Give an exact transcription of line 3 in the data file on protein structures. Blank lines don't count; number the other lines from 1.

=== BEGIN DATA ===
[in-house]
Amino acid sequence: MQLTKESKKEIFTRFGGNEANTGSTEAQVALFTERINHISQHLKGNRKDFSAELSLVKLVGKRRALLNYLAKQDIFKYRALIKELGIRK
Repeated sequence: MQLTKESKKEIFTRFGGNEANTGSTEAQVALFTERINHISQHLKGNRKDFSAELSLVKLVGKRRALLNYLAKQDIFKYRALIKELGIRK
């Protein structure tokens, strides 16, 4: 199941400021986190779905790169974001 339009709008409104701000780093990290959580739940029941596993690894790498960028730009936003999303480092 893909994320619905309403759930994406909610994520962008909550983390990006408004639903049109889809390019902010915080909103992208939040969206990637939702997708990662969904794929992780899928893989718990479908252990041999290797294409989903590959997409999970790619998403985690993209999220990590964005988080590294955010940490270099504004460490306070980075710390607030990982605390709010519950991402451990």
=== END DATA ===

Repeated sequence: MQLTKESKKEIFTRFGGNEANTGSTEAQVALFTERINHISQHLKGNRKDFSAELSLVKLVGKRRALLNYLAKQDIFKYRALIKELGIRK